Hospitals should use scoring system to spot serious illness in children, report saysBMJ 2008; 336 doi: https://doi.org/10.1136/bmj.39579.752118.C2 (Published 15 May 2008) Cite this as: BMJ 2008;336:1089
- Susan Mayor
Healthcare professionals need to be better trained in recognising serious illness in children, recommends a UK inquiry report published this week. And it says that an early warning scoring system should routinely be used in hospitals to help identify children who are at risk of developing life threatening illness.
Failure by primary care or hospital staff to recognise potentially life threatening conditions is one of the major avoidable factors contributing to children’s deaths, says the report. The Confidential Enquiry into Maternal and Child Health, a government funded body, conducted the pilot study to test whether the confidential inquiry research method could identify ways to improve the outcomes of health care and social care for children. It concluded that it could.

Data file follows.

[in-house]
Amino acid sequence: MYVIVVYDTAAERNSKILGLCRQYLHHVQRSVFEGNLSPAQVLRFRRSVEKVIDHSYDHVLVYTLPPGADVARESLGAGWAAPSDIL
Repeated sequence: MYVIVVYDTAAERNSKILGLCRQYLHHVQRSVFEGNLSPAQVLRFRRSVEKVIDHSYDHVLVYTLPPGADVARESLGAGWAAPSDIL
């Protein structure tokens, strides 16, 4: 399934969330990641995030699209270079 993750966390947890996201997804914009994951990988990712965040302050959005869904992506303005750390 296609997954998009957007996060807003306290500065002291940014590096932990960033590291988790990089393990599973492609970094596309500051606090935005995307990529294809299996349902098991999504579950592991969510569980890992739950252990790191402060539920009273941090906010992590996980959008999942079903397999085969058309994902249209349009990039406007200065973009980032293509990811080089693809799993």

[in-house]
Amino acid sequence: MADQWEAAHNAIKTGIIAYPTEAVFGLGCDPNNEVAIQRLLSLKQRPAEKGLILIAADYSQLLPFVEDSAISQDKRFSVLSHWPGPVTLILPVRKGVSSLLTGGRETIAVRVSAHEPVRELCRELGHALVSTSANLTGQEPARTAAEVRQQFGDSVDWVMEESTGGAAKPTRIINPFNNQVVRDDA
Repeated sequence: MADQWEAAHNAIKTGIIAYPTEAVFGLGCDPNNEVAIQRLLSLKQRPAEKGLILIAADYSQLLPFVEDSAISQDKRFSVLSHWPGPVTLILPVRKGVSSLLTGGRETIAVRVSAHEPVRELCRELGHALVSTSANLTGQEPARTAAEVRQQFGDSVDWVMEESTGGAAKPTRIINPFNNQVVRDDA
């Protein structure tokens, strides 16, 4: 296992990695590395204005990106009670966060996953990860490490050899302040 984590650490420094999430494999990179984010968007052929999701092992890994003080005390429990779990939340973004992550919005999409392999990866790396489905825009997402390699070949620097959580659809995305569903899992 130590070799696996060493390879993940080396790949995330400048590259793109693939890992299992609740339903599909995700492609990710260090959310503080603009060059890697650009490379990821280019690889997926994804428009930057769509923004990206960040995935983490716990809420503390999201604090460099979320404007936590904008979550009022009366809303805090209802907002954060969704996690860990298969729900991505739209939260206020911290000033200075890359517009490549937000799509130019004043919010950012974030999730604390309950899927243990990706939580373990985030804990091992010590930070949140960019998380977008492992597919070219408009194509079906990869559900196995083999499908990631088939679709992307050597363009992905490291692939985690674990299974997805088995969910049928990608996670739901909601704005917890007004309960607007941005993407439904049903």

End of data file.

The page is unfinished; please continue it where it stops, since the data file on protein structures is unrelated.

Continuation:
The study collected data on all 957 deaths in children aged 28 days to 17 years 364 days that occurred in 2006. A multidisciplinary panel then carried out a detailed review of anonymised records and notes from a subset of 126 of the deaths, selected from across age groups …
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